St. Paul is answering the same question in 1 Thessalonians 4:13-18: how will the living be resurrected?
13But I do not want you to be ignorant, brethren, concerning those who have fallen asleep, lest you sorrow as others who have no hope. 14For if we believe that Jesus died and rose again, even so God will bring with Him those who sleep in Jesus.15For this we say to you by the word of the Lord, that we who are alive and remain until the coming of the Lord will by no means precede those who are asleep. 16For the Lord Himself will descend from heaven with a shout, with the voice of an archangel, and with the trumpet of God. And the dead in Christ will rise first. 17Then we who are alive and remain shall be caught up together with them in the clouds to meet the Lord in the air. And thus we shall always be with the Lord. 18Therefore comfort one another with these words.
Notice again how Paul is talking about two groups of people, those who have fallen asleep (died in the faith) and those who are alive. The dead will rise first (the resurrection of the dead), and “then we who are alive and remain shall be caught up together with them in the clouds to meet the Lord in the air.”
Who, in the text before us, is raptured? “We who are alive and remain.” Thus we see again that the rapture is the mystery of the resurrection of the living, the means by which Jesus makes fit for eternity those who are alive when He returns. Also note again that the rapture is concurrent with Jesus’ return and the resurrection of the dead.
Will You Be “Left Behind”
The phrase “left behind” comes from Jesus’ teaching concerning His Second Coming, especially the ‘Olivet Discourse’, St. Matthew 24-25. There we hear these words:
36“But of that day and hour no one knows, not even the angels of heaven, but My Father only. 37But as the days of Noah were, so also will the coming of the Son of Man be. 38For as in the days before the flood, they were eating and drinking, marrying and giving in marriage, until the day that Noah entered the ark, 39and did not know until the flood came and took them all away, so also will the coming of the Son of Man be. 40Then two men will be in the field: one will be taken and the other left. 41Two women will be grinding at the mill: one will be taken and the other left. 42Watch therefore, for you do not know what hour your Lord is coming.” [St Matthew 24:36-42]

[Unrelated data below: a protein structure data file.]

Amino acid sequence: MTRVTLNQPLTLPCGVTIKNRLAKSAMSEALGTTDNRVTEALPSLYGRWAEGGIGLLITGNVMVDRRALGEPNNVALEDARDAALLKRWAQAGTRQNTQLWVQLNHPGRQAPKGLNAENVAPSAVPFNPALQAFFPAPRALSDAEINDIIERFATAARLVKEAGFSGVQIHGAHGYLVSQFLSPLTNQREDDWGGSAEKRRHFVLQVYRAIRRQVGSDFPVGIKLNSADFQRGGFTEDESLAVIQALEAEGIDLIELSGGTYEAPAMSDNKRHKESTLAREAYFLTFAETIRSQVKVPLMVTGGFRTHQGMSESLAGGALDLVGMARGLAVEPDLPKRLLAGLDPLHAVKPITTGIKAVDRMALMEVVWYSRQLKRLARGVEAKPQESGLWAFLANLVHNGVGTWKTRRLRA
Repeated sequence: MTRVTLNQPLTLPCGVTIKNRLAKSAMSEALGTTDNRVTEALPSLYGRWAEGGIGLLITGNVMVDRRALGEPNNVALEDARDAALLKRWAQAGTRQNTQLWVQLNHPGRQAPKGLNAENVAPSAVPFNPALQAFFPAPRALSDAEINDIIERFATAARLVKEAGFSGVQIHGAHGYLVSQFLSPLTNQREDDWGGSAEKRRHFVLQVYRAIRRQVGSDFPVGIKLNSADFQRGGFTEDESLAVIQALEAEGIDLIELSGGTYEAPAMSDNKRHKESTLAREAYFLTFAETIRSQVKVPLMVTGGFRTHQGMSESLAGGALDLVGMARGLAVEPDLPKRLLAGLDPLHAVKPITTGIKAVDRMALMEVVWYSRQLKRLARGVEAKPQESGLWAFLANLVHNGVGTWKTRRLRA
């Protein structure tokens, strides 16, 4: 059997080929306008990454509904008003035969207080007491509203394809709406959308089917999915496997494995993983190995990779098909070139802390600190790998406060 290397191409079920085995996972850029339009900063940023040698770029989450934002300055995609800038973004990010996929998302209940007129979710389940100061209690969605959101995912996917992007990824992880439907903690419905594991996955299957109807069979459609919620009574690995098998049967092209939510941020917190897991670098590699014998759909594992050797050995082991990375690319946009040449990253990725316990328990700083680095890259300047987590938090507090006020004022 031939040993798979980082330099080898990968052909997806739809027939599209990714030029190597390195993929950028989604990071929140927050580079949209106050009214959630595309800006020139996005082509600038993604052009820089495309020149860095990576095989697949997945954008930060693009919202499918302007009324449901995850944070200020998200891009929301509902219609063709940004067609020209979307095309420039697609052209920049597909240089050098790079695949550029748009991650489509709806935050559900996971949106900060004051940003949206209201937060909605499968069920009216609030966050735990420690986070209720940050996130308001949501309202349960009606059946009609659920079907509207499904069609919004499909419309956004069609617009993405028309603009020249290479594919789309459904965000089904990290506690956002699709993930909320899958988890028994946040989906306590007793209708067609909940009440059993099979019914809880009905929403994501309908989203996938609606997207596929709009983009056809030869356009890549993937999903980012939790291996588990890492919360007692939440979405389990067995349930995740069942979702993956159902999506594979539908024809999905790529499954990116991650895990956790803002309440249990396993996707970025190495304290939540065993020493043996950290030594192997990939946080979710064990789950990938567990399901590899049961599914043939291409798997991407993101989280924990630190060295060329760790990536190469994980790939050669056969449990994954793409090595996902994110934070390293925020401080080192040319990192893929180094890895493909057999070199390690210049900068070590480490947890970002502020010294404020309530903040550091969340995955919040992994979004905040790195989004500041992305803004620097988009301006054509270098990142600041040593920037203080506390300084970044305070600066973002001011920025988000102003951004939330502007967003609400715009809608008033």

Is this text teaching the secret rapture?
It is clear from the context of Matthew and the texts we have considered [1 Corinthians 15 and 1 Thessalonians 4] that this event is no secret. A surprise, yes, but certainly no secret. “He will send His angels with a great sound of a trumpet, and they will gather together His elect from the four winds, and one end of heaven to the other.” [St Matthew 24:31] “…in a moment, in the twinkling of an eye, at the last trumpet. For the trumpet will sound…” [1 Corinthians 15:52] “For the Lord Himself will descend from heaven with a shout, with the voice of an archangel, and with the trumpet of God.” [1 Thessalonians 4:16] Jesus shouting, archangels yelling, trumpets blowing, it doesn’t seem like the Scriptures could do more to indicate that this event is not a secret.
The idea that those who are not taken to the Lord will go about wondering what happened to their friends is nowhere in the text, as if those who were swept away by the flood were puzzled over the whereabouts of Noah. This text is a picture of the judgment. Like those who were destroyed by the flood, like the unfaithful servant who is cut in two [St Matthew 24:51], like the foolish virgins who are locked out of the wedding [St Matthew 25:11,12], like the wicked and lazy steward who is cast into outer darkness [St Matthew 25:30], and like the sheep who are sent away [St Matthew 25:41], so will be the unbeliever who is in the field or at the grindstone, they will be left in judgment. Those who are left are cast out and thrown away, judged in their unbelief to be fit only for God’s wrath. With the illustration of the days of Noah, then, Jesus is teaching that His coming in glory and judgment will be totally unexpected by the unbelieving world, and that it will come with such severe swiftness that they won’t even have time to stop what they are doing before they know the brunt of God’s wrath.